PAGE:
Valerie Simpson’s show Friday night (April 11) at B.B. King’s in New York certified her emergence as a solo performer as special as the duet partner she had played for decades alongside her late husband Nick Ashford in Ashford & Simpson.
She played before an SRO hometown crowd made up of celebs like Spike Lee, Edgar Bronfman, Jr., PR legend Liz Rosenberg and George Faison (the Tony-winning choreographer of The Wiz, who also created the unforgettable A&S concert dance routines); also in the house were familiar denizens of Ashford & Simpson’s Upper West Side restaurant/nightclub The Sugar Bar, and artists like Chuck Jackson and Maxine Brown, who went all the way back to when Simpson and Ashford were songwriters at Scepter Records.
Also from the Scepter years was onetime Ikette Joshie Jo Armstead, who co-wrote with Ashford and Simpson their breakthrough composition “Let’s Go Get Stoned.” She joined Simpson and other luminous female vocalists (including Alyson Williams, Felicia Collins, Ebony Jo-Ann and Simpson’s daughter and backup singer Asia Ashford) during the spectacular “I’m Every Woman” encore.
The main set included A&S classics from their Motown songwriting and post-Motown performing careers, with “Found a Cure,” their 1979 dance/disco crossover pop hit, being a particularly welcome addition.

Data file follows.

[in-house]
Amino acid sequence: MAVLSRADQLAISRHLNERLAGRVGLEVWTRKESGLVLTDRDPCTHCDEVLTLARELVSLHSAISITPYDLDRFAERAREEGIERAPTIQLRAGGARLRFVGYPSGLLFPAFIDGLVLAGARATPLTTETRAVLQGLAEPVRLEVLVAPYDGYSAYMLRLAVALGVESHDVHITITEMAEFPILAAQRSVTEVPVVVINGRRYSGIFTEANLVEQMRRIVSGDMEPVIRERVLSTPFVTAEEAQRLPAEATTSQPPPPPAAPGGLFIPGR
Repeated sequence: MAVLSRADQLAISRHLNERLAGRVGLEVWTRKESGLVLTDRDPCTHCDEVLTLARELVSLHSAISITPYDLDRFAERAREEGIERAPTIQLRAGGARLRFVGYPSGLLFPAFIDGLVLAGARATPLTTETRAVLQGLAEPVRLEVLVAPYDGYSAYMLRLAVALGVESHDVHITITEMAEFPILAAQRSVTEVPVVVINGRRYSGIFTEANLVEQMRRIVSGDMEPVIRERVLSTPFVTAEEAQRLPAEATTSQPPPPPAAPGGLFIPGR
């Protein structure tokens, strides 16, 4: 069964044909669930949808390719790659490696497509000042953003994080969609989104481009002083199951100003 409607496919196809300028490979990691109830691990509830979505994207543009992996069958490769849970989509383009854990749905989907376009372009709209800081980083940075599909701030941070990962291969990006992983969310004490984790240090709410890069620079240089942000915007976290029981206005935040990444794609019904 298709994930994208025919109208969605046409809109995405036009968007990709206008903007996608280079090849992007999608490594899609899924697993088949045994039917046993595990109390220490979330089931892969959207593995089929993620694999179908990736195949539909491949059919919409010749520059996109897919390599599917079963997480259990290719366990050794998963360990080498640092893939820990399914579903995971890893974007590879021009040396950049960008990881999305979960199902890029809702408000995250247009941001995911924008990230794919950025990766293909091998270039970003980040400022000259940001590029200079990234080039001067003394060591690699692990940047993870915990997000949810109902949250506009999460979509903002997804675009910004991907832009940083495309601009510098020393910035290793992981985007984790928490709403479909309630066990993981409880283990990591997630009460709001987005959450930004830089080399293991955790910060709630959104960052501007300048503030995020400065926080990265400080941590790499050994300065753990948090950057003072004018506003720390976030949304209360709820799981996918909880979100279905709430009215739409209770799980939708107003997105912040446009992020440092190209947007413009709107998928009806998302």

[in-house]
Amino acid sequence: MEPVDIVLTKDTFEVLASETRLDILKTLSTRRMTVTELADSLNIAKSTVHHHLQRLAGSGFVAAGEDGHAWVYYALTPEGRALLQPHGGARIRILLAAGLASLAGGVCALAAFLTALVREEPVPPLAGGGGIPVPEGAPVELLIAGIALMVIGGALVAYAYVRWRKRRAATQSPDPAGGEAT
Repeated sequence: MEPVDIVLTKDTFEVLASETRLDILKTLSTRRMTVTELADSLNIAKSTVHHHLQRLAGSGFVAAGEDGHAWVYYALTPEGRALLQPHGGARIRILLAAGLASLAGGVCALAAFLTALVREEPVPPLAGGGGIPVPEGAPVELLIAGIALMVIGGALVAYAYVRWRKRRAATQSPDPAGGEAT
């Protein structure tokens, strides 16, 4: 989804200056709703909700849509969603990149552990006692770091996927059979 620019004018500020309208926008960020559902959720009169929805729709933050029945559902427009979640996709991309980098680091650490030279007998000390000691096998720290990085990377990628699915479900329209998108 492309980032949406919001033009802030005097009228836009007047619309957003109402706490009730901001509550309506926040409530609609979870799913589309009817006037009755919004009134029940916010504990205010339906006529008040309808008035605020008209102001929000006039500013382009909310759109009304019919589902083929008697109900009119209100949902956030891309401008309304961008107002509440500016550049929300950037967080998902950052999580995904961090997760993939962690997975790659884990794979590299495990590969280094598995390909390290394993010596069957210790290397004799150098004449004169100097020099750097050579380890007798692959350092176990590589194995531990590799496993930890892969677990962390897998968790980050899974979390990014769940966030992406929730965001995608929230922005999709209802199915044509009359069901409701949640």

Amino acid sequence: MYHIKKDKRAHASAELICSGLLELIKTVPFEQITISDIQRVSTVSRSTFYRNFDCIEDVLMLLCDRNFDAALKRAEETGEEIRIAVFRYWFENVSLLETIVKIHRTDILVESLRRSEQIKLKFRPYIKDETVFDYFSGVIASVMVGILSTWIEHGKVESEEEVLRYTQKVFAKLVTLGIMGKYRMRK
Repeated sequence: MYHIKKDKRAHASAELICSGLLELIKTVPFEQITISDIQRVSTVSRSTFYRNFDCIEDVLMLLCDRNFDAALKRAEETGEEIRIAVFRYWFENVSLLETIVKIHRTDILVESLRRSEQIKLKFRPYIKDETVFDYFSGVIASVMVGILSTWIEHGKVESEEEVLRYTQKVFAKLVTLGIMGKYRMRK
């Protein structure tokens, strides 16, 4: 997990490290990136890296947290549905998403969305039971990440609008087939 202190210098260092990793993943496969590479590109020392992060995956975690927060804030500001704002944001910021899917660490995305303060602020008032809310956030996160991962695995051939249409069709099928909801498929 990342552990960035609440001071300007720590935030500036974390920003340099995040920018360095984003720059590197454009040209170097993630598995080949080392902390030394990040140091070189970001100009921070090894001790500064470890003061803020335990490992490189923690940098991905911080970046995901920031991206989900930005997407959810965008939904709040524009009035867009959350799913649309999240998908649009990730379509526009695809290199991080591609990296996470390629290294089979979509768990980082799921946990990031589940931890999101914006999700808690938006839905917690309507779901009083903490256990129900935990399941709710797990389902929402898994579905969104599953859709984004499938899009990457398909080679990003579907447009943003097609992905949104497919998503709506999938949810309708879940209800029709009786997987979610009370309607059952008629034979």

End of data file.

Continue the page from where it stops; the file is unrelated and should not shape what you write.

But the night’s biggest revelation came late in the set when she performed the tiltetrack of her recent solo album, Dinosaurs Are Coming Back Again.
She first related the story of how Ashford came up with the metaphorical concept: The couple were waiting to meet with a top record company executive when they suddenly experienced the “dinosaur feeling” that comes to anyone past a certain very young age in the music business--or any other one, for that matter. And while they didn’t get a record contract, they did get a song that expresses the plight of the older generation represented in the club—along with optimistic encouragement for its future.
“Each and every one of us is entitled to have a 'Part Two' in our lives,” said Simpson. “Maybe you have spent the first half looking after someone, or working at some job or taking care of some children. Now that most of that is done, now that you have accomplished what you first set out to do, it’s time for you to claim the second half.”
She preached, warmly but sternly.
“Be perfectly selfish about it! Stand boldly and state what you want and go out and find it! Don’t hesitate—it might be too late. Don’t wait!”
All you need is a theme song, Simpson added. “Everybody needs a theme song.”
And so she provided one in “Dinosaurs Are Coming Back Again.”
“You should see us coming,” she sang. “Bigger and badder than before.”
She traded scatted riffs with her saxophonist Todd Schefflin’s tyrannosauric shrieks.
“I see some Part Two's in the room!” she said when they finished. “I’m expecting great things from you.”
After the show, the rumbling on the steps leading outside the club and on the sidewalks were likely the stomping of the herd as it exited, or any of the subway trains running beneath Times Square. Or, perhaps, it was the sound of the reappearance of a formerly dormant force of nature.
[The Examiner wrote liner notes on several Ashford & Simpson CD and DVD releases.]
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